QUESTION: The first question was more about what he said, what he shared with you guys about how he felt it went. Were there any nerves going into it, anything that would share his own feelings about this?

REINER: He felt great when it was over. You know, the vice president didn't appear to be particularly nervous going into procedure. We presented the data to him. He understood the reason for doing it. And having done that, he was, you know, he was happy to do the procedure. You know, quite frankly, I think he was happier to do this than to get some planned dental work.


REINER: I think he appropriately chose the less onerous procedure.

QUESTION: But he just said (OFF-MIKE)?

REINER: Well, we were done. You know, he felt well. And, you know, we told him all of what transpired while he was sleeping. And he was pleased that it was over.


QUESTION: I understand the ICD is very sensitive to magnets. And I just wonder if that was the actual case of the ICD that was implanted into him today, and what that might mean for all of the security measures that are at the White House, in terms of magnetometers and other magnets that might be present.

WASSERMAN: I'll ask Dr. Lee to answer that question for you.

LEE: The ICD is actually very well shielded. Although, the magnet can interfere with the defibrillator function, it has to be very, very strong magnet, number one. The most magnets you will encounter, including the magnets that you will see with the metal detectors, it will not interfere with the defibrillator. Actually, if the vice president walks through the metal detector, it may set off the metal detector. But other than that, it should not affect the ICD.

QUESTION: Could it become a security risk if someone were wearing a strong magnet nearby the vice president?

WASSERMAN: There are certain precautions that any one with this needs. They're well-known.

Dr. Reiner, do you wants to elaborate?

REINER: Yes. It turns out that in reality, in day-to-day life, patients with this device really face essentially no restrictions and, really, essentially no environmental hazards.

Patients with these device can use cell phones. That's not really issue. They can go through airport security, as Dr. Lee said. The only issue is that these devices sometimes set off airport security, although I don't think that's will issue for next several years with the vice president.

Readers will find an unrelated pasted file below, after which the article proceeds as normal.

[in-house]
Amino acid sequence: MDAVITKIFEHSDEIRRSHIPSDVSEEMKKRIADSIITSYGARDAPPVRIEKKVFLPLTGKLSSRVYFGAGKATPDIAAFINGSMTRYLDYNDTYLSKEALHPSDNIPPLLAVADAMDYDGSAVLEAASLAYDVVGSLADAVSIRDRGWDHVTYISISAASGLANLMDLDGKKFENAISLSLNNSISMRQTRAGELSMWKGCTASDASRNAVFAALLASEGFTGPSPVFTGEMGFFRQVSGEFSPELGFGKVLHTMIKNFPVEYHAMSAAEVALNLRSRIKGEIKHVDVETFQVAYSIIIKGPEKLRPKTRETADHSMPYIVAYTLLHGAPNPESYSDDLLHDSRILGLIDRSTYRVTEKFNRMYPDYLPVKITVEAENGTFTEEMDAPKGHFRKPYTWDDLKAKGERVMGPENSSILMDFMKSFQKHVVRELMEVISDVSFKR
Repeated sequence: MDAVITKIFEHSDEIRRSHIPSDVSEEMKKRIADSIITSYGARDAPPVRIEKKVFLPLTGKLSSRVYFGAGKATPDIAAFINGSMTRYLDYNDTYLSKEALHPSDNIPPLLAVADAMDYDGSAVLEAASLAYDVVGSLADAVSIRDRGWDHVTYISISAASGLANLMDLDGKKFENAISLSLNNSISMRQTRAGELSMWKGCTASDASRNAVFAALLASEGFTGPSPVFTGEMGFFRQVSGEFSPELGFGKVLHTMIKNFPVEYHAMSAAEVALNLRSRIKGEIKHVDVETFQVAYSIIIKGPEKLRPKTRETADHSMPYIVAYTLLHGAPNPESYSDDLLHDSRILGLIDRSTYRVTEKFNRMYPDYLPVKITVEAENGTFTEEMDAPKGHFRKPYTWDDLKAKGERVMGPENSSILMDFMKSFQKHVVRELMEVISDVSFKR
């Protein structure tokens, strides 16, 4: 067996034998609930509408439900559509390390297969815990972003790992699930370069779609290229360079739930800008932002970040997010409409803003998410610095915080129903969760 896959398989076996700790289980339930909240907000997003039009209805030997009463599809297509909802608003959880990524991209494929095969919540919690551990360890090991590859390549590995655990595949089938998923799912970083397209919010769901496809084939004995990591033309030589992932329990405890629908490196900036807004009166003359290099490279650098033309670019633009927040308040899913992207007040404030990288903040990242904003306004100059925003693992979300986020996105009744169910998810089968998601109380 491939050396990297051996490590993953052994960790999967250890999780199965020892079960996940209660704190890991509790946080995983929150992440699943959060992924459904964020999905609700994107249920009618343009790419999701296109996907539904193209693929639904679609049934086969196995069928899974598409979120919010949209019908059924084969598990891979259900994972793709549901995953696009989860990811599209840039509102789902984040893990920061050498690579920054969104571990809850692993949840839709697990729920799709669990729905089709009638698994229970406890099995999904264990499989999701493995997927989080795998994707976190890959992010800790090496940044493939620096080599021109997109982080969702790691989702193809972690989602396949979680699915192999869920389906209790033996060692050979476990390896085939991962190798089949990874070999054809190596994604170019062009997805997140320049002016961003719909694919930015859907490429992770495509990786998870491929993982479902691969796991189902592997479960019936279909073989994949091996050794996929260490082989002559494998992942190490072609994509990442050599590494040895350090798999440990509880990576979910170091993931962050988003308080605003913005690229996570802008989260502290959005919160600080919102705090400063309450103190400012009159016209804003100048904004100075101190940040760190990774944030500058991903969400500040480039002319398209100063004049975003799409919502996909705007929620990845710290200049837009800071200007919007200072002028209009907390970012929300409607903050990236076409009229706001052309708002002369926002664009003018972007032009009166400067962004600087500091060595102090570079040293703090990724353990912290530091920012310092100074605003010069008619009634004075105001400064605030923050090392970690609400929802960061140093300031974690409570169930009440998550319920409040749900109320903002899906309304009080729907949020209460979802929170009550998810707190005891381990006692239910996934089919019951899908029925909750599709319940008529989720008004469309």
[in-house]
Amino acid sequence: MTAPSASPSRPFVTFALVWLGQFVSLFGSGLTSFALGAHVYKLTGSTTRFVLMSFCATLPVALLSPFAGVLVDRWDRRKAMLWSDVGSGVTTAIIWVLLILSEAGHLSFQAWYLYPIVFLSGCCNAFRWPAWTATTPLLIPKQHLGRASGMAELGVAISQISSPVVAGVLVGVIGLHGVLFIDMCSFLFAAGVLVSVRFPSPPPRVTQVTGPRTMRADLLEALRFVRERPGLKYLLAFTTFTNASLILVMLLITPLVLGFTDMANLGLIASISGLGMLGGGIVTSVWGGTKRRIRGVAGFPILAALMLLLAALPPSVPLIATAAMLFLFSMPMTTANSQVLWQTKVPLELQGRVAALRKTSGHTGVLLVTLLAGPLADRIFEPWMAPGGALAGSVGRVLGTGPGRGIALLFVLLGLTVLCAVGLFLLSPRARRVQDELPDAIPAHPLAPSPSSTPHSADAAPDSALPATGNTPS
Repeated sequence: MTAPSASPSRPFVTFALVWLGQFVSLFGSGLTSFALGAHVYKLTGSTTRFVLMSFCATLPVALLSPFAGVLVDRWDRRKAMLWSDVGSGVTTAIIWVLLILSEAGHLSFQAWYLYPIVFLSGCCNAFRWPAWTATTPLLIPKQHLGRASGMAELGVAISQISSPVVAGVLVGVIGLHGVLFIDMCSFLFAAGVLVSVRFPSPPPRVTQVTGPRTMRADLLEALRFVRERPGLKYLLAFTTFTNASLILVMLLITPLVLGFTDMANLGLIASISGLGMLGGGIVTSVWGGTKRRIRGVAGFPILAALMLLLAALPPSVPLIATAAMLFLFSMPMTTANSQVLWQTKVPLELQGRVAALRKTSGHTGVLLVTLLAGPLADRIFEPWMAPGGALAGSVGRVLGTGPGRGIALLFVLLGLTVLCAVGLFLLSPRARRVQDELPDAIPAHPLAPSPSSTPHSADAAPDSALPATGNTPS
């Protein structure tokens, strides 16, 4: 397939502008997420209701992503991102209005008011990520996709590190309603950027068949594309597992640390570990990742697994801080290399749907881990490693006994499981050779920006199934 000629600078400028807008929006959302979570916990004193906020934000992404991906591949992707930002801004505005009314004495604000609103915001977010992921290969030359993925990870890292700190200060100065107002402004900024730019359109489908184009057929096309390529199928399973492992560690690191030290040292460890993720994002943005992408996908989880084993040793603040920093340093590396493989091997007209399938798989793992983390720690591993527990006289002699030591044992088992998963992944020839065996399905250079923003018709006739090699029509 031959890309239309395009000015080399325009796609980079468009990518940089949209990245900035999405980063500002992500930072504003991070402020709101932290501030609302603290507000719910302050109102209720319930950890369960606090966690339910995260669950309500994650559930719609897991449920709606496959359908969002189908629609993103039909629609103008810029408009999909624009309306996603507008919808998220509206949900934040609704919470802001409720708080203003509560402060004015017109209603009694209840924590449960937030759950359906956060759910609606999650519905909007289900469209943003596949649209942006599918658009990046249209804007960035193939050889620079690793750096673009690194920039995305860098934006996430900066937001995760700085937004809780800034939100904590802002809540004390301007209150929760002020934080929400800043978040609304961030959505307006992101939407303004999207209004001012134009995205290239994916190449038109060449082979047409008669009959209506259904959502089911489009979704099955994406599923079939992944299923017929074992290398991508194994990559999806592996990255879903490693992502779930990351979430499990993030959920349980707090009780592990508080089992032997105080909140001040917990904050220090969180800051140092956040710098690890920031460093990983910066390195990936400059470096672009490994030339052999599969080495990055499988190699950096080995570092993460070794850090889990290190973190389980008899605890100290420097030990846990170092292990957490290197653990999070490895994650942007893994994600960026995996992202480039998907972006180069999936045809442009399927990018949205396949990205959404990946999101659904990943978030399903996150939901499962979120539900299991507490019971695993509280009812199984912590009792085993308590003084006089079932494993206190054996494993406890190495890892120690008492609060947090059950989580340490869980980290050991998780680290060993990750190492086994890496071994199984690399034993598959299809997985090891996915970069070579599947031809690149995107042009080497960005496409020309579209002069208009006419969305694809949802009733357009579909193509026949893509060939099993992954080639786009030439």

REINER: But in terms of day-to-day life and day-to-day activities, this really will be transparent and, really, invisible to the vice president.

WASSERMAN: Yes, ma'am?

QUESTION: Thank you, Dr. Wasserman. Either you or Dr. Reiner, what is vice president's cholesterol level, and what is his blood pressure level?

WASSERMAN: His blood pressure is actually normal. I don't have his vital signs sheet today, but I will leave it as normal. His blood pressure is normal. And his cholesterol is terrific. He's, I believe, on pre-op bloods that were obtained on Thursday. In fact his LDL is as low as I have seen it, which, I believe, was 72, which is tremendous. So those parameters really have been very, very stable. In fact, the cholesterol has really improved.

QUESTION: One of the things that came up after we were last here in March by the Doctor Lawrence Alban (ph) was that he did not release the critical details about what the vice president's ejection fraction was. Could you speak about that that?

WASSERMAN: I think you just heard Dr. Reiner reiterate what he said it was and what he also said it was back in March. I am not sure what more you could say about that.

QUESTION: Can I ask you, what he is doing now, and what are his plans before he departs?

QUESTION: Do you know if he has any visitors? What's his schedule? Take us until he leaves the hospital.

WASSERMAN: He was eating lunch when we left, and, as I said, I think the president was calling in. He will be here for, Dr. Lee, what do you think? Another few hours?

LEE: Another few hours.

WASSERMAN: And then he'll be home.

Jon, what happens after that?